Why Compost?

What is composting?

Composting is a natural process that turns organic material into a dark rich substance. This substance, called compost or humus, is a wonderful conditioner for your soil.

Why should I compost?

  • Healthier Plants Organic matter is known as the “soul of a healthy soil.” Adding compost to your yard or garden will help your plants grow bigger and better. The organic matter in compost helps soil hold on to nutrients and water, benefiting your plants while reducing the risk of pollution.
  • Composting Saves You Money Using compost as a soil conditioner or mulch reduces your need to purchase these lawn and garden products. Composting in your backyard may reduce your trash removal costs. Many sanitation companies charge customers by the bag. Your compost bin could decrease the number of bags your household generates.
  • Composting is practical and convenient No need to bother bagging leaves and other garden/yard wastes. Simply add them to your backyard pile or bin and watch these items turn into rich dark humus.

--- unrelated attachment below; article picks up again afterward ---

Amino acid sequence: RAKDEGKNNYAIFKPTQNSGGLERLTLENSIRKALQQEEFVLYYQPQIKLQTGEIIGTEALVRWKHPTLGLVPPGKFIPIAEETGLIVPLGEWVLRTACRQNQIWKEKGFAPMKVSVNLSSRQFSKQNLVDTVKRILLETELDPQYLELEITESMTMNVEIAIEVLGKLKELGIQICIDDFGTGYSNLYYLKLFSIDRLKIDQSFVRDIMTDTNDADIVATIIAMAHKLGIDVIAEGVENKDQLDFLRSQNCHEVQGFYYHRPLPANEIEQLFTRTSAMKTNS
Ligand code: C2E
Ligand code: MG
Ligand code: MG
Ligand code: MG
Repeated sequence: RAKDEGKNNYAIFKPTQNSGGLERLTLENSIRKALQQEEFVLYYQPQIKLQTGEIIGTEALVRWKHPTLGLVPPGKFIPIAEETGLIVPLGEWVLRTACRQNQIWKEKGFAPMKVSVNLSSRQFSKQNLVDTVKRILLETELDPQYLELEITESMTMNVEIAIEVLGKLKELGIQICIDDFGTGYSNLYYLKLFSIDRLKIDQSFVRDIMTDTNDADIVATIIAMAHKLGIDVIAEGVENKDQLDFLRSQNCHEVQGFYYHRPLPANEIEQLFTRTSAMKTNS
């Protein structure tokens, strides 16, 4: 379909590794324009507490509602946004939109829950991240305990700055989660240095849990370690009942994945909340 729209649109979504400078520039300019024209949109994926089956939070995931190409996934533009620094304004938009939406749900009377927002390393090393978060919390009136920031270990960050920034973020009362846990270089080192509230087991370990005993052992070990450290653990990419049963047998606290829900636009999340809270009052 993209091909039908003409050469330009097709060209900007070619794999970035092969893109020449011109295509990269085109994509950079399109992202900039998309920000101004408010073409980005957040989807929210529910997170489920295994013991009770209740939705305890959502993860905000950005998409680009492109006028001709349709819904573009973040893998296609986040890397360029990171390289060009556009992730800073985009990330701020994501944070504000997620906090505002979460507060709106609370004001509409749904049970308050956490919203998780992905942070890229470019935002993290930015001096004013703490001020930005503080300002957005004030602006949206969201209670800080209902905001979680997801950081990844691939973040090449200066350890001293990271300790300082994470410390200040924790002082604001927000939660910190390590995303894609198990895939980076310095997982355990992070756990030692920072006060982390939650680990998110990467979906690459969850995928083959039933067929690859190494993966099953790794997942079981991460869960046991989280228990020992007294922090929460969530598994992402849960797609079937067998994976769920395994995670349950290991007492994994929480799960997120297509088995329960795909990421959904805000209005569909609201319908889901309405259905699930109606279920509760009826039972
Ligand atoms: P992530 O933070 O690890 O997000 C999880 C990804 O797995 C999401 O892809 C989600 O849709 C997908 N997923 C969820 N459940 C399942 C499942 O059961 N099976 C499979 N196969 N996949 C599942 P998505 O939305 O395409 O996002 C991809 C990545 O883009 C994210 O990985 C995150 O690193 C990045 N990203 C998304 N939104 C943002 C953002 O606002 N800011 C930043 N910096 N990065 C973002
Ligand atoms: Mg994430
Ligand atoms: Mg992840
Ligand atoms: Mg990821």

• Composting is a good alternative to landfilling or incinerating convenient Our yard and garden wastes account for almost 20% of the total amount of trash thrown away each year. Your choice to compost reduces the need to burn or bury organic material and increases the quality of our precious topsoil.

What should I compost?

While anything that was once alive can be composted, certain items are best left to professionals and kept out of the home composting system. When selecting materials for your compost pile, AVOID:

  • Wastes that attract pests
  • Diseased/Insect ridden plants Fatty food items, such as meat or cheese, should be avoided since they can attract rodents, raccoons, dogs, cats, flies and other pests.
  • Cat and dog wastes should not be added because they can spread certain diseases.
  • You may also want to leave out plants that are heavily diseased or pest-infested unless you are confident they will be composted hot enough and long enough to thoroughly break them down.
  • This is also true for the reproductive parts of troublesome weeds (e.g., seed heads, rhizomes).